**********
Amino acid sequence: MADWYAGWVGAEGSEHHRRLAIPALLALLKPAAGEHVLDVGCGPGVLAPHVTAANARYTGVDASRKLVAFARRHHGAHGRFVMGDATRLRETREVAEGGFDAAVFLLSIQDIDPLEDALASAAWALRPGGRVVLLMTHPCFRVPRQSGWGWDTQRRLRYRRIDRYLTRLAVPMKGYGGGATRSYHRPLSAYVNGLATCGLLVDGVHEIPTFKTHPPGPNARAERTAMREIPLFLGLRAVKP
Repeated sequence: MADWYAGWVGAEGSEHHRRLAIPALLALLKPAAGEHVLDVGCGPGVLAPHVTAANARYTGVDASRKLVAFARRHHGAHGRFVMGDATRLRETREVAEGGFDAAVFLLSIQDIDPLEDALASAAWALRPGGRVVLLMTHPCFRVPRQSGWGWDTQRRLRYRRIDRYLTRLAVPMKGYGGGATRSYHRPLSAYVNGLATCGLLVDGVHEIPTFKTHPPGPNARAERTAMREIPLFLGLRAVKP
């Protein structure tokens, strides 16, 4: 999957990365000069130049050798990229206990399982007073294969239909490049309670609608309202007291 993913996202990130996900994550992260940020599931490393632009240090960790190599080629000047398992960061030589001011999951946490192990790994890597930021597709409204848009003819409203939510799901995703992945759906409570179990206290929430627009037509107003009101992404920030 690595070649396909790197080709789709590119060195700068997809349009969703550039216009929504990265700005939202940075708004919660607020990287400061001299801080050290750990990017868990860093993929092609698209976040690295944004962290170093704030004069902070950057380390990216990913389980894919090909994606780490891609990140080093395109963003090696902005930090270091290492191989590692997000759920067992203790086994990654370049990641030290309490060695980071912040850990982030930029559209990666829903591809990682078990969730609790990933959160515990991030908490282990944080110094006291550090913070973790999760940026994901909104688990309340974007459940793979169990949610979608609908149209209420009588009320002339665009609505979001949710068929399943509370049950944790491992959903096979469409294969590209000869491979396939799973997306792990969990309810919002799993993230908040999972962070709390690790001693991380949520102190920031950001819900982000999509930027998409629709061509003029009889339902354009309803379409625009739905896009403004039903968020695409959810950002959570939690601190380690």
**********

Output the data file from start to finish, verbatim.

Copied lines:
Amino acid sequence: MADWYAGWVGAEGSEHHRRLAIPALLALLKPAAGEHVLDVGCGPGVLAPHVTAANARYTGVDASRKLVAFARRHHGAHGRFVMGDATRLRETREVAEGGFDAAVFLLSIQDIDPLEDALASAAWALRPGGRVVLLMTHPCFRVPRQSGWGWDTQRRLRYRRIDRYLTRLAVPMKGYGGGATRSYHRPLSAYVNGLATCGLLVDGVHEIPTFKTHPPGPNARAERTAMREIPLFLGLRAVKP
Repeated sequence: MADWYAGWVGAEGSEHHRRLAIPALLALLKPAAGEHVLDVGCGPGVLAPHVTAANARYTGVDASRKLVAFARRHHGAHGRFVMGDATRLRETREVAEGGFDAAVFLLSIQDIDPLEDALASAAWALRPGGRVVLLMTHPCFRVPRQSGWGWDTQRRLRYRRIDRYLTRLAVPMKGYGGGATRSYHRPLSAYVNGLATCGLLVDGVHEIPTFKTHPPGPNARAERTAMREIPLFLGLRAVKP
């Protein structure tokens, strides 16, 4: 999957990365000069130049050798990229206990399982007073294969239909490049309670609608309202007291 993913996202990130996900994550992260940020599931490393632009240090960790190599080629000047398992960061030589001011999951946490192990790994890597930021597709409204848009003819409203939510799901995703992945759906409570179990206290929430627009037509107003009101992404920030 690595070649396909790197080709789709590119060195700068997809349009969703550039216009929504990265700005939202940075708004919660607020990287400061001299801080050290750990990017868990860093993929092609698209976040690295944004962290170093704030004069902070950057380390990216990913389980894919090909994606780490891609990140080093395109963003090696902005930090270091290492191989590692997000759920067992203790086994990654370049990641030290309490060695980071912040850990982030930029559209990666829903591809990682078990969730609790990933959160515990991030908490282990944080110094006291550090913070973790999760940026994901909104688990309340974007459940793979169990949610979608609908149209209420009588009320002339665009609505979001949710068929399943509370049950944790491992959903096979469409294969590209000869491979396939799973997306792990969990309810919002799993993230908040999972962070709390690790001693991380949520102190920031950001819900982000999509930027998409629709061509003029009889339902354009309803379409625009739905896009403004039903968020695409959810950002959570939690601190380690």